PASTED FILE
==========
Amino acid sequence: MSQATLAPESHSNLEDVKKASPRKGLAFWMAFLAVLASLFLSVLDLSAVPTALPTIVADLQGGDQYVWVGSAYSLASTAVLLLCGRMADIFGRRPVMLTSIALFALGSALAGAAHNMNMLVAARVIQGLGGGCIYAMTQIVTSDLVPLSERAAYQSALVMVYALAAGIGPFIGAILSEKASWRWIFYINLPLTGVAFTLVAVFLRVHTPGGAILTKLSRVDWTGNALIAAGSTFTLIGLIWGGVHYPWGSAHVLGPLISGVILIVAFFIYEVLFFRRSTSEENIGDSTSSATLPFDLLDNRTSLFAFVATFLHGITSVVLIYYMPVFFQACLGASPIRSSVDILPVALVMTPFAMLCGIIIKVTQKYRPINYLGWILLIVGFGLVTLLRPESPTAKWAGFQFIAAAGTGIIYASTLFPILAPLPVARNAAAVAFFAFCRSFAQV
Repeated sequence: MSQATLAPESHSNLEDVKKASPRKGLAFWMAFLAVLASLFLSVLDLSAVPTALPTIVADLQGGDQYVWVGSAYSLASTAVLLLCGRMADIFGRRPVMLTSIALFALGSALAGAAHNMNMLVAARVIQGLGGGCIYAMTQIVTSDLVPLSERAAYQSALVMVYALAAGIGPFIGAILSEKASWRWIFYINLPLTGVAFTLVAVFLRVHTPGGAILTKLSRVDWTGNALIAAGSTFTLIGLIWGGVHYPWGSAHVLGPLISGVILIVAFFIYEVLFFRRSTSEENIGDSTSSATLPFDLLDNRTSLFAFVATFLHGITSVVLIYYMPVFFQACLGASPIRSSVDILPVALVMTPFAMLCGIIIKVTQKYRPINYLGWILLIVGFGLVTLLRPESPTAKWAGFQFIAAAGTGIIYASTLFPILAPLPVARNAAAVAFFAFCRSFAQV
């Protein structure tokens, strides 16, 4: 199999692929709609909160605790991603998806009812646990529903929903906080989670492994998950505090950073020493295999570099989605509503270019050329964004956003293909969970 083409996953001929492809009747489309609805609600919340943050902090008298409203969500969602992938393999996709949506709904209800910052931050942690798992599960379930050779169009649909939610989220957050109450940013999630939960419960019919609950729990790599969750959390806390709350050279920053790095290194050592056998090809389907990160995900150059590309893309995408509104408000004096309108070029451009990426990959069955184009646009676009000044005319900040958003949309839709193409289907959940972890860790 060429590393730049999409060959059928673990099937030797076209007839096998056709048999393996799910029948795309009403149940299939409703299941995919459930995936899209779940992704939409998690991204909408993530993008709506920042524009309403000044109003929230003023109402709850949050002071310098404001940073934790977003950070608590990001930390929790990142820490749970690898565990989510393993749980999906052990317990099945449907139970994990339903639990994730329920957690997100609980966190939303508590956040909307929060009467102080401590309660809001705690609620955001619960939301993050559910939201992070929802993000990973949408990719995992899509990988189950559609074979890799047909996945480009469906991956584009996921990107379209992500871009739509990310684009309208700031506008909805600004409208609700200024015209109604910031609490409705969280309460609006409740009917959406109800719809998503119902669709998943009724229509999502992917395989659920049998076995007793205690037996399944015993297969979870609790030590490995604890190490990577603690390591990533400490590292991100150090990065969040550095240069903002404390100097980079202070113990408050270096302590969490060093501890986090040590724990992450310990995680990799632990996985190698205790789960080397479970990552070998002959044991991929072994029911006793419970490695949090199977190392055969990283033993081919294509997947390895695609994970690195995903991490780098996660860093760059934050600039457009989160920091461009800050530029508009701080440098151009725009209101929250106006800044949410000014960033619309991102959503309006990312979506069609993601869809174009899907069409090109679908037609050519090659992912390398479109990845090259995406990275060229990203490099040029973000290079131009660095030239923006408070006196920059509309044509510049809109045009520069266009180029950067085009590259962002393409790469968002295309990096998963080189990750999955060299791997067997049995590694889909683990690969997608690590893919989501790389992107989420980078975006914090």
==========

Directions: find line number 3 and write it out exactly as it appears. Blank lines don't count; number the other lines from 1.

């Protein structure tokens, strides 16, 4: 199999692929709609909160605790991603998806009812646990529903929903906080989670492994998950505090950073020493295999570099989605509503270019050329964004956003293909969970 083409996953001929492809009747489309609805609600919340943050902090008298409203969500969602992938393999996709949506709904209800910052931050942690798992599960379930050779169009649909939610989220957050109450940013999630939960419960019919609950729990790599969750959390806390709350050279920053790095290194050592056998090809389907990160995900150059590309893309995408509104408000004096309108070029451009990426990959069955184009646009676009000044005319900040958003949309839709193409289907959940972890860790 060429590393730049999409060959059928673990099937030797076209007839096998056709048999393996799910029948795309009403149940299939409703299941995919459930995936899209779940992704939409998690991204909408993530993008709506920042524009309403000044109003929230003023109402709850949050002071310098404001940073934790977003950070608590990001930390929790990142820490749970690898565990989510393993749980999906052990317990099945449907139970994990339903639990994730329920957690997100609980966190939303508590956040909307929060009467102080401590309660809001705690609620955001619960939301993050559910939201992070929802993000990973949408990719995992899509990988189950559609074979890799047909996945480009469906991956584009996921990107379209992500871009739509990310684009309208700031506008909805600004409208609700200024015209109604910031609490409705969280309460609006409740009917959406109800719809998503119902669709998943009724229509999502992917395989659920049998076995007793205690037996399944015993297969979870609790030590490995604890190490990577603690390591990533400490590292991100150090990065969040550095240069903002404390100097980079202070113990408050270096302590969490060093501890986090040590724990992450310990995680990799632990996985190698205790789960080397479970990552070998002959044991991929072994029911006793419970490695949090199977190392055969990283033993081919294509997947390895695609994970690195995903991490780098996660860093760059934050600039457009989160920091461009800050530029508009701080440098151009725009209101929250106006800044949410000014960033619309991102959503309006990312979506069609993601869809174009899907069409090109679908037609050519090659992912390398479109990845090259995406990275060229990203490099040029973000290079131009660095030239923006408070006196920059509309044509510049809109045009520069266009180029950067085009590259962002393409790469968002295309990096998963080189990750999955060299791997067997049995590694889909683990690969997608690590893919989501790389992107989420980078975006914090």